What am I going to do with my laptop? My iPod? My digital camera? And how on earth am I going to keep myself occupied for 36 hours (12 hour flight from Heathrow to HK, 12 hours at HK airport and 12 hour flight from HK to NZ) with nothing to read except the in-flight magazine???

I've been checking online about the safety of laptops in checked-in baggage. You're basically looking at three possible scenarios:

  • Your bag gets opened and your valuables are stolen
  • Your delicate and fragile laptop/iPod/camera get crushed and/or broken as the baggage handlers chuck your suitcase around with gay abandon and pile lots of heavy stuff on top
  • Your laptop/iPod/camera get too cold down in the cargo area of the plane and things like LED screens shatter in the cold.

*sigh* Better backup my entire laptop and leave the disks with my sister. Better check I'll be covered by my travel insurance if they get stolen or broken. Wonder if I can buy a really heavy-duty laptop case before I leave.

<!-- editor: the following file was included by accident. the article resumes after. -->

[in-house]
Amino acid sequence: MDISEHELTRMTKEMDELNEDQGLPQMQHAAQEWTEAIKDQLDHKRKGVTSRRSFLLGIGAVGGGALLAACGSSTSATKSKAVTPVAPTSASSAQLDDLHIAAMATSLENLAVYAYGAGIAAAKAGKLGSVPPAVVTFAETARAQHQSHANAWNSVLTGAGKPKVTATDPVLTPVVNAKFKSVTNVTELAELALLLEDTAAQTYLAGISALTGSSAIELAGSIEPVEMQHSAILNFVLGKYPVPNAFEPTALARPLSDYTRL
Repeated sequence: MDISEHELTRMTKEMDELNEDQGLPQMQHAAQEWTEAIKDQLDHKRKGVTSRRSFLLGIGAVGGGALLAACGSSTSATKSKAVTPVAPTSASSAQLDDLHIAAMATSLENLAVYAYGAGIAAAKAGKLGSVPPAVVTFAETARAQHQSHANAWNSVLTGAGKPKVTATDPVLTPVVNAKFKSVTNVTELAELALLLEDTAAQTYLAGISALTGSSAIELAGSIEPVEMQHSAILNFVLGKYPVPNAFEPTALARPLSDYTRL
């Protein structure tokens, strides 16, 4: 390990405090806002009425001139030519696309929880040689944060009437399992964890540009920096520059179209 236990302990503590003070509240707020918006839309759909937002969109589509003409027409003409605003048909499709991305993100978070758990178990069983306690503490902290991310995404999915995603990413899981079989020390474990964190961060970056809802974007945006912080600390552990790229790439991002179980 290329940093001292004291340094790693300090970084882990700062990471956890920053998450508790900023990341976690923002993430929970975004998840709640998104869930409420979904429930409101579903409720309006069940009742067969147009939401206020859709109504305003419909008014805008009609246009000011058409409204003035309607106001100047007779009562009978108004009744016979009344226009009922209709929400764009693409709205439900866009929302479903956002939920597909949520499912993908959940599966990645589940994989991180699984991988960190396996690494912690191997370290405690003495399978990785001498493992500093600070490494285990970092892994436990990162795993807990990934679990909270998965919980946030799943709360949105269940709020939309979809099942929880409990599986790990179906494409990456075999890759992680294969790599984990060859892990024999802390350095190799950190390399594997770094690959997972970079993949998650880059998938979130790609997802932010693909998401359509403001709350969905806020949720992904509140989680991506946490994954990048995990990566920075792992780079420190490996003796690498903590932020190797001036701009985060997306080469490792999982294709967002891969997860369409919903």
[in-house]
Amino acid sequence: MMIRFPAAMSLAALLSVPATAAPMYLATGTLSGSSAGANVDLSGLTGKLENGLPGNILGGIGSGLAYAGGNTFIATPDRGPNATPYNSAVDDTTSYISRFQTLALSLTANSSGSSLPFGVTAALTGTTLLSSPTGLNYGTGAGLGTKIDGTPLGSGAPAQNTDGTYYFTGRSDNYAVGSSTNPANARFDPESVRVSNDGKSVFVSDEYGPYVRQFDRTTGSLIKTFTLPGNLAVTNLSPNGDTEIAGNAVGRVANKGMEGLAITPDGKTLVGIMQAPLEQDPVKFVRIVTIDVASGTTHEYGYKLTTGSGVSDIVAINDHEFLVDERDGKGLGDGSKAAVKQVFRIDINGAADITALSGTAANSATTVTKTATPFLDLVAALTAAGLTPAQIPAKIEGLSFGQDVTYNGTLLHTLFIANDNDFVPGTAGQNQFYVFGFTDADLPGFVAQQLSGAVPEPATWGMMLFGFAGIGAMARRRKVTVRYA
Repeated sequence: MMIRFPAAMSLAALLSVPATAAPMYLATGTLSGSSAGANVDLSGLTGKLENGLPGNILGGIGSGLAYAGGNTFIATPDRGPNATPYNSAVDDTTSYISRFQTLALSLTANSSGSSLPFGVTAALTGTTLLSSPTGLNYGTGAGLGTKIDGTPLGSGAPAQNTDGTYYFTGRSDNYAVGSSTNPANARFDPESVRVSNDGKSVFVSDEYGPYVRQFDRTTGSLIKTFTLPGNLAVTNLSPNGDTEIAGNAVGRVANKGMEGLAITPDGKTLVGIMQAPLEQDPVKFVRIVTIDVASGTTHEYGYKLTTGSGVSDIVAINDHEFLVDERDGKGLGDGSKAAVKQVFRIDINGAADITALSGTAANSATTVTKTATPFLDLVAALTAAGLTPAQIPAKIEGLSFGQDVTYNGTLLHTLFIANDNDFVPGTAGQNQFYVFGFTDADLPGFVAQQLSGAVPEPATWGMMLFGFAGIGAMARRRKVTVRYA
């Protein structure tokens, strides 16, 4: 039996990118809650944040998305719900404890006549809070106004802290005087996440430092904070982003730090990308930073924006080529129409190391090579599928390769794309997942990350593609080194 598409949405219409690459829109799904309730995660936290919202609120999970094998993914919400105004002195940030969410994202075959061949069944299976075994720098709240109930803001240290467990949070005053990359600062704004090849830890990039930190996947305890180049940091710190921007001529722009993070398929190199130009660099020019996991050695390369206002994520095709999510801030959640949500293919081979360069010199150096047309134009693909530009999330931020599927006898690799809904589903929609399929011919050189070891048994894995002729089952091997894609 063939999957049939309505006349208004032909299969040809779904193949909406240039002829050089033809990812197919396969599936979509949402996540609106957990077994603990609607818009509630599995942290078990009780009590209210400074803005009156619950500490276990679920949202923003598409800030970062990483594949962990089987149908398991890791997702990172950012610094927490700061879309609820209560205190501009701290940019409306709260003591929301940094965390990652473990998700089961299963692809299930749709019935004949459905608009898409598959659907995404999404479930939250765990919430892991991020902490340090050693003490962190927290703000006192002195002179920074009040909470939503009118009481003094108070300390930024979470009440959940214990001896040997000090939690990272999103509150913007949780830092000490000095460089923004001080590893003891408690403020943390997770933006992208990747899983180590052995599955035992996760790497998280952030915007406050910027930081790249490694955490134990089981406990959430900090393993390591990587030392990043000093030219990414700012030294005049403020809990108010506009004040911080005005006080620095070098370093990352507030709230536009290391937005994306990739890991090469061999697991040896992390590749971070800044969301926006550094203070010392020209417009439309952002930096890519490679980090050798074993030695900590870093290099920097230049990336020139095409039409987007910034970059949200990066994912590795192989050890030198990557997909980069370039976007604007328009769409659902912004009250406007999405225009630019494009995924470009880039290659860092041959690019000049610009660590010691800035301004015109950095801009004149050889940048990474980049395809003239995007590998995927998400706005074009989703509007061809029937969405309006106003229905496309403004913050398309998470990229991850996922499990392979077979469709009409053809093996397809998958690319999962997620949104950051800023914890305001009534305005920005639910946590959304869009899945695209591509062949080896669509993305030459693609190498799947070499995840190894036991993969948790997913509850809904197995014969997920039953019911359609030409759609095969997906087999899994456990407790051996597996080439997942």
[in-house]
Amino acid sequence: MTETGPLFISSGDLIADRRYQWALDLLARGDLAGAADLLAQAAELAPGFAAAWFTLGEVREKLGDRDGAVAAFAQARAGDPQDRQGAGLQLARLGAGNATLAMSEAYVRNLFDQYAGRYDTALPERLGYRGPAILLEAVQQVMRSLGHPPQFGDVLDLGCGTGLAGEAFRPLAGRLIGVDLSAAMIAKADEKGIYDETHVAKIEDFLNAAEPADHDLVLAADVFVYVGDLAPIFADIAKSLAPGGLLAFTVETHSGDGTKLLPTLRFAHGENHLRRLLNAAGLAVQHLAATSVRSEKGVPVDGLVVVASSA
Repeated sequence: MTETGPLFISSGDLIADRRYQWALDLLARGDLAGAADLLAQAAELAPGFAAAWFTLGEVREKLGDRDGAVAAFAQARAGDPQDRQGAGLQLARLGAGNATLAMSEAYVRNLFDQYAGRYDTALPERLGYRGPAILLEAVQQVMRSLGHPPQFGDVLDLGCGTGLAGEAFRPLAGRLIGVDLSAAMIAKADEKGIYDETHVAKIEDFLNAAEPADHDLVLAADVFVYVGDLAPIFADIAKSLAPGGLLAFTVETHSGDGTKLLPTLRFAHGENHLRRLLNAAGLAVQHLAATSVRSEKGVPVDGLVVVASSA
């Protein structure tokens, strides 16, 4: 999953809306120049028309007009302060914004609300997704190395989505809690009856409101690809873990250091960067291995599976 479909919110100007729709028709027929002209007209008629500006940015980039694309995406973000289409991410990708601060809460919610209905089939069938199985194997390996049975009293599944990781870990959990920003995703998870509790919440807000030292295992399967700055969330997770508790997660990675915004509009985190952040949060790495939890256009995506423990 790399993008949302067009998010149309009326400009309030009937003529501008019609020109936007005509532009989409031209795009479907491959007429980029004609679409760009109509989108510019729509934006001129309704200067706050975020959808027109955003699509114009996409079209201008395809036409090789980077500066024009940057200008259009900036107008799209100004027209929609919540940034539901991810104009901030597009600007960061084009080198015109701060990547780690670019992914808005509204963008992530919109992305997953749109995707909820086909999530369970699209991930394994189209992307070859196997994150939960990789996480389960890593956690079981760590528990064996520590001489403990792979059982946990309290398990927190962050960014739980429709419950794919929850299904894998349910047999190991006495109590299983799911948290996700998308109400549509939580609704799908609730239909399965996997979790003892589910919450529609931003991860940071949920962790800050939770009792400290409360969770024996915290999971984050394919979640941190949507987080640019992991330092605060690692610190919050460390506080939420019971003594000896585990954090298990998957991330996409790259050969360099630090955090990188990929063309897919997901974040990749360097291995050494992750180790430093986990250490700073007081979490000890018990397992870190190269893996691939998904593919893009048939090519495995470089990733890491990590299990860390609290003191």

I know it sounds stupid to be worrying about things at a time like this - maybe I'm focusing on that instead of the much more scary thought of a bomb on the plane. My sister reassured me by saying it's probably the safest time to travel - just because of the increased level of security - and that's true - and it did make me feel better. I don't particularly like flying at the best of times, so this certainly doesn't make me feel any better.

I'm not too worried about delays - I know there will be massive delays at Heathrow - the backlog won't be sorted out by Saturday, I'm sure - but at least I have 12 hours in Hong Kong, which hopefully will cover any delay in arriving from London.

*double sigh*

I hate flying.

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Sunday, August 06, 2006

What I don't understand about Lebanon